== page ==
chock » chalk(ed)
The title of Mark Liberman’s 2004 Language Log piece gives a whole pile of variants: “Chock, choke, chuck, check, chalk, jock, shock, chog: An ancient plantation of ache-corns”. “Choke-full” is the original (with “chuck-full” and “chock-full” as early variants); “chock-full” is now the dominant variant. “Chock” doesn’t make much sense, so it’s no surprise that people have attempted to re-shape it. The connection to chalk is obscure (Brians: “Chalk has nothing to do with it”), but at least “chalk” is a reasonably common actual word (and homophonous with “chock” for some speakers).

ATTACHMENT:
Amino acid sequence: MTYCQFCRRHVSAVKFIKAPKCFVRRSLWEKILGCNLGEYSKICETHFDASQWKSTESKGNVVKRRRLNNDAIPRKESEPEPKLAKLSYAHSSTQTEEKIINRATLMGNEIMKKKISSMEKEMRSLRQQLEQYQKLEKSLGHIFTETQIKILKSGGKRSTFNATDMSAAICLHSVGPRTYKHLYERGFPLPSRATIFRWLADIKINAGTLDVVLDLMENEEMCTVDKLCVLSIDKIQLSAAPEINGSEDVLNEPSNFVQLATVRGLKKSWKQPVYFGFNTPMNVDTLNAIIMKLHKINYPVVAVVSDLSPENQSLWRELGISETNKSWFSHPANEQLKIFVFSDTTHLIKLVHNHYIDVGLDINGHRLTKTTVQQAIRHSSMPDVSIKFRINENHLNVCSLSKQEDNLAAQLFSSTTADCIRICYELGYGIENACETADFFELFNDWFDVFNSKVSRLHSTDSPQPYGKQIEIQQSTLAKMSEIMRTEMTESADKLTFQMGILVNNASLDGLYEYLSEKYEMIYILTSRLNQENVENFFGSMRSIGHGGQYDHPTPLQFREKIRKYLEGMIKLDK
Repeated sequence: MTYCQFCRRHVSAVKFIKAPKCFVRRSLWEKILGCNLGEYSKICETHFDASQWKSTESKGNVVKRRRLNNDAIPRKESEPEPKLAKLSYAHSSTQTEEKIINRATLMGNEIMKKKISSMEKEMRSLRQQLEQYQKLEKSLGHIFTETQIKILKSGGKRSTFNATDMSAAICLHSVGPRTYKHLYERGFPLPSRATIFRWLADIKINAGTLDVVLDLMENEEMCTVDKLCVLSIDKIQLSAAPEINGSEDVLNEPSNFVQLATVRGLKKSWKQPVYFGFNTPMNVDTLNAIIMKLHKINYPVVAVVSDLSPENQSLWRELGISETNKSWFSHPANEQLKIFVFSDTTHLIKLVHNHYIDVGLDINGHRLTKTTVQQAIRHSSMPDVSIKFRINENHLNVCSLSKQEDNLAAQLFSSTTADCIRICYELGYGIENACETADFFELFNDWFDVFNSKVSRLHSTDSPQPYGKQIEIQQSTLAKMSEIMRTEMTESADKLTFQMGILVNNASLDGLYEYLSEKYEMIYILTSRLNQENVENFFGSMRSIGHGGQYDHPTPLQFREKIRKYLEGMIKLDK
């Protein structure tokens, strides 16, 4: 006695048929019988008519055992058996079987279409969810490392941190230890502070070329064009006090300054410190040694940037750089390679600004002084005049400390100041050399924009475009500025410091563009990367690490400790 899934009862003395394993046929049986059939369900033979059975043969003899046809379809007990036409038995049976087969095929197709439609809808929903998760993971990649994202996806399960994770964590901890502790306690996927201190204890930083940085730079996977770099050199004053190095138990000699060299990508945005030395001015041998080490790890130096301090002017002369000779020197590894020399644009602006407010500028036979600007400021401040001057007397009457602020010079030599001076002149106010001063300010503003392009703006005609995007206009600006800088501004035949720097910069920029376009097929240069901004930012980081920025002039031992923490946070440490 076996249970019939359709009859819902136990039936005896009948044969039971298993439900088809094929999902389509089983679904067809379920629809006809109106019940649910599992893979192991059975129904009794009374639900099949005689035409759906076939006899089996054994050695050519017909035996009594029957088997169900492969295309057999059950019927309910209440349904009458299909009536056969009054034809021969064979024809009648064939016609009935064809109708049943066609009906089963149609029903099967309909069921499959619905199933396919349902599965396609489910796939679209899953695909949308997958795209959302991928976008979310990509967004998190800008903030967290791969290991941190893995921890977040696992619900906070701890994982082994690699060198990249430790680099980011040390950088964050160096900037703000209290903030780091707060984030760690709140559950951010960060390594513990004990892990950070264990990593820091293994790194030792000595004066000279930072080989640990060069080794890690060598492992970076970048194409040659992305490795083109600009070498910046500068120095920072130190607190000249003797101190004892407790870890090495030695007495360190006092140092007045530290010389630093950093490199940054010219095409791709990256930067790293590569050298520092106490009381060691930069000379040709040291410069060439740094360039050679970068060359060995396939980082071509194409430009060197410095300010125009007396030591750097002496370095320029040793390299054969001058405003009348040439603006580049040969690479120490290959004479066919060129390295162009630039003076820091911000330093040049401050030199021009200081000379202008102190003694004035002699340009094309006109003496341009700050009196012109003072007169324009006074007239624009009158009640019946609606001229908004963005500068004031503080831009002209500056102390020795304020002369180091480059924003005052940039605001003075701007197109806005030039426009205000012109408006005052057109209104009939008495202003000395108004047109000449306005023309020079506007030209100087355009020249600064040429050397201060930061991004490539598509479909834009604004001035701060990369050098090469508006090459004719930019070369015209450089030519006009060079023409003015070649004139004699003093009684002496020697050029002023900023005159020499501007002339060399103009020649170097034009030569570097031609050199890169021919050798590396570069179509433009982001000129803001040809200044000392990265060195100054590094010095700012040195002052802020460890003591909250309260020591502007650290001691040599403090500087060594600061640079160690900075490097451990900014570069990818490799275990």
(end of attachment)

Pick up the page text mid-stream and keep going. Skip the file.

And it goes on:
“Chalk full” has been reported at least five times in the ecdb comments pages.
[added 4 September 2011, from an ADS-L posting by Larry Horn:
One point that’s not mentioned in the write-ups at the Eggcorn Database is the possibility of reinterpretation due to the Northern Cities vowel shift, which notoriously affects vowels in words like “chock”, “chuck”, and “chalk”. While homophony is possible, as Arnold observes in the [entry above], but there’s also the clash … between the “before” and “after” dialects, those without and those with the Northern Cities shift, so that someone (non-shifted) saying “chalk” [COk] would be heard (by a shifter) as saying “chuck”. A very brief summary of such shifts is available here, where “stock”, “stuck”, and “stalk” are exemplified. ([See the] wiki entry here.)]